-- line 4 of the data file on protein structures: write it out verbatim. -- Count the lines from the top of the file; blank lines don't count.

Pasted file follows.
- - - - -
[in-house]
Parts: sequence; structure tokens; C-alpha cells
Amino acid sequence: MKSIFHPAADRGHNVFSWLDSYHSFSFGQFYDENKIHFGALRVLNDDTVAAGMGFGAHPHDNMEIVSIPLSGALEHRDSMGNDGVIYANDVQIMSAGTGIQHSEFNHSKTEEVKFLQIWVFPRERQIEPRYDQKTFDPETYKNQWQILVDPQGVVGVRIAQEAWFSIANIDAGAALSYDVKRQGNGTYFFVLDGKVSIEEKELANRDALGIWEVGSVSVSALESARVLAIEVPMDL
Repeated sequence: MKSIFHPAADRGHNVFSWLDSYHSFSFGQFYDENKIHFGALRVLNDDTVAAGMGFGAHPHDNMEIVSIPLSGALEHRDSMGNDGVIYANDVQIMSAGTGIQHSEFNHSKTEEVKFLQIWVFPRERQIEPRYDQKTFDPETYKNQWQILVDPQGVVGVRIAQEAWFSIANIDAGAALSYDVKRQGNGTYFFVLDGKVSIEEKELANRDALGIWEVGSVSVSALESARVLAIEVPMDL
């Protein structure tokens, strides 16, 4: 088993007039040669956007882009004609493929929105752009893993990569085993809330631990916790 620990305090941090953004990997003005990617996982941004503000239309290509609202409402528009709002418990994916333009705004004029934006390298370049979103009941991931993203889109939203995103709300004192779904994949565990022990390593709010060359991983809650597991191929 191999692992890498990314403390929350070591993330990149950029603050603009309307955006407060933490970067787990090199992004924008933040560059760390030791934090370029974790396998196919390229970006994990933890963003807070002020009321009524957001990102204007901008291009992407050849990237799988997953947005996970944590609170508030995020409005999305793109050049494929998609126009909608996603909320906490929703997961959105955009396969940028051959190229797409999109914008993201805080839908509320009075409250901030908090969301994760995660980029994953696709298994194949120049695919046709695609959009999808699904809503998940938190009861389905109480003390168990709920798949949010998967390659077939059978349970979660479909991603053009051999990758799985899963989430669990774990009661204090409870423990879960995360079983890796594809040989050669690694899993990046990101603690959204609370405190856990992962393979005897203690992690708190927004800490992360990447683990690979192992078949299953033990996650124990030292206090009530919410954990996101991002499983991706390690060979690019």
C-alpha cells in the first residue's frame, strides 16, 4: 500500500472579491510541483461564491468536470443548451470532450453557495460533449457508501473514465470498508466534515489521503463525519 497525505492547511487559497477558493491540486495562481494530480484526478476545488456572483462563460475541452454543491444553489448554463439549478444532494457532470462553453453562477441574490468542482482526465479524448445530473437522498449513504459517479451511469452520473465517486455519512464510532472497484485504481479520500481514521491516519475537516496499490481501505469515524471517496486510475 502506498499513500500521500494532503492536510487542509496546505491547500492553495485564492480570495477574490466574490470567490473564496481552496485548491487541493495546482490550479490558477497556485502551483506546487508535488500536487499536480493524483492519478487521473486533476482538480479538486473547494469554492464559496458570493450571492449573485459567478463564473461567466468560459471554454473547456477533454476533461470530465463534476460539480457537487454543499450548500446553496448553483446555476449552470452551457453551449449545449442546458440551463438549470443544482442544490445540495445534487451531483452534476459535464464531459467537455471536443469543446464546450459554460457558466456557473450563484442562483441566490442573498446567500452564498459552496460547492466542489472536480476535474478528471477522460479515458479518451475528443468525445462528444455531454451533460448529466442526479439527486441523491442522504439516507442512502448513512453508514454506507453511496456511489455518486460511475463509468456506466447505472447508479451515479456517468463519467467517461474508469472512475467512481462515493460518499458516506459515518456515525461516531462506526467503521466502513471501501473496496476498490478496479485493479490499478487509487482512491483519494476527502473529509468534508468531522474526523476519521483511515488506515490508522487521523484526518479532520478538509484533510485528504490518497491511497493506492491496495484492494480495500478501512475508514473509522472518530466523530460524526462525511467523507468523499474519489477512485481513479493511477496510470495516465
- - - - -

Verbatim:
Repeated sequence: MKSIFHPAADRGHNVFSWLDSYHSFSFGQFYDENKIHFGALRVLNDDTVAAGMGFGAHPHDNMEIVSIPLSGALEHRDSMGNDGVIYANDVQIMSAGTGIQHSEFNHSKTEEVKFLQIWVFPRERQIEPRYDQKTFDPETYKNQWQILVDPQGVVGVRIAQEAWFSIANIDAGAALSYDVKRQGNGTYFFVLDGKVSIEEKELANRDALGIWEVGSVSVSALESARVLAIEVPMDL